May 11, 2016
Committee on Homeland Security & Governmental Affairs
United States Senate
340 Dirksen Senate Office Building
Washington, DC 20510
Committee on Oversight and Government Reform
United States House of Representatives
2157 Rayburn House Office Building
Washington, DC 20515
Honorable Jenny R. Yang, Chair
U.S. Equal Employment Opportunity Commission
131 M St. NE
Washington, DC 20507
Beryl H. Davis
Director, Financial Management and Assurance
U.S. Government Accountability Office
441 G Street, NW, Room 5490
Washington, DC 20548
Honorable David Mader
Controller, Office of Federal Financial Management
Office of Management and Budget
725 17th Street, NW
Washington, DC 20503
FROM: Milton A. Mayo, Jr.
SUBJECT: U.S. Equal Employment Opportunity Commission’s FY 2015 Compliance with the Improper Payments Information Act (IPIA), as amended by the Improper Payments Elimination and Recovery Act P.L. 111-204 (IPERA), and the Improper Payments Elimination and Recovery Improvement Act P.L. 112-248 (IPERIA)
The IPERIA requires agencies and entities, such as the U.S. Equal Employment Opportunity Commission (EEOC), with improper payment estimates that do not meet the statutory thresholds to report an estimate of the annual amount and rate of improper payments, as well as reduction targets in their annual Agency Financial Reports (AFRs) or Performance and Accountability Reports (PARs) per M-15-02 Part IA 9 Step 4c (page 16). These agencies also are required to conduct a risk assessment to identify programs/activities that may be susceptible to significant improper payments. If an agency determines that it is not at high risk for significant improper payments, then risk assessments are required every 3 years. If no programs are at risk for significant improper payments, the other requirements on annual reduction targets, corrective action plans, etc. are not applicable. Additionally, small agencies should have a payment recapture program in place.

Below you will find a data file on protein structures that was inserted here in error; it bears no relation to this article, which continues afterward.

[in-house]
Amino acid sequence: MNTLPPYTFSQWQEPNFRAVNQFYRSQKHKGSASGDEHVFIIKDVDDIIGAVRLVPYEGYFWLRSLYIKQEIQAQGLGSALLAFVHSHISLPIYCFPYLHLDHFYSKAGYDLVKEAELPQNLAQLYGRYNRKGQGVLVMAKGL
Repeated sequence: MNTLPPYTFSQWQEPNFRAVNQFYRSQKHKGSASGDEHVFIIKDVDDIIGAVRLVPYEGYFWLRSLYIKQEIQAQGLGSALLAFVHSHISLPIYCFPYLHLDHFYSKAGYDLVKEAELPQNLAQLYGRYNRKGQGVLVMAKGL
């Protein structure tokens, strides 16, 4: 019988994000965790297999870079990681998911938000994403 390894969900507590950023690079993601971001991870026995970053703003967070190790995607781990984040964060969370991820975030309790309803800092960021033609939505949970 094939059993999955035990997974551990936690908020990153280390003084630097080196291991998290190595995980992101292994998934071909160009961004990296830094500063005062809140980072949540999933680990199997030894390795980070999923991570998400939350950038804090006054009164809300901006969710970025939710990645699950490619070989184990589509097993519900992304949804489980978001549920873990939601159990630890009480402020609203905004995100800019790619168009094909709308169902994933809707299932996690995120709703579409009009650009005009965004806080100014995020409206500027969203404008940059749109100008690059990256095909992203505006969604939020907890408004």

Based on our findings, we determined the agency has complied with the Improper Payments Information Act (IPIA), as amended by IPERIA. To satisfy our reporting requirements, we communicated with the agency’s Chief Financial Officer (CFO) to determine whether a risk assessment was conducted to identify programs/activities in the agency that may be susceptible to significant improper payments and whether the agency has a payment recapture program in place. The CFO indicated that the agency conducted an agency-wide risk assessment via a statistical sampling of vendor and travel payments in FY 2015. Additionally, the agency relied on the results of the FY 2015 financial statement audit, which did not uncover duplicate/improper payments, and agency internal controls in place relating to payments. The CFO concluded that the agency is not at risk for significant improper payments and determined that there were no significant improper payments made during FY 2015. The agency plans to continue performing in house-risk assessments. As a result of the CFO’s response, the requirement for annual reduction targets, corrective action plans, etc., is not applicable. Additionally, in regard to having a payment recapture program in place, the CFO indicated that if any improper payments arise in the future, the agency will establish an accounts receivable and follow the procedure of collection. The agency has a process in place to refer all valid debts for collection through the U.S. Department of Treasury’s FedDebt system. Further, both the FY 2015 Financial Statement Audit and the agency’s Performance and Accountability Report (PAR) are posted on the agency’s website.
Willie A. Eggleston, Senior Auditor is available to answer any questions regarding our review and determination. He may be reached at (202) 663-4372 or by email at firstname.lastname@example.org.
cc: Cynthia Pierre, Chief Operating Officer
Mona Papillon, Deputy Chief Operating Officer
 OMB Memorandum 15-02 Appendix C to Circular A-123, Requirements for Effective Estimation and Remediation of Improper Payments states that Inspectors General should review the agency’s AFR or PAR (and any accompanying information) for the most recent fiscal year to determine compliance under IPERA. There are six requirements that an agency must meet to be in compliance with the IPIA. Among these are that agencies must publish an AFR or PAR and conduct program specific risk assessments if required.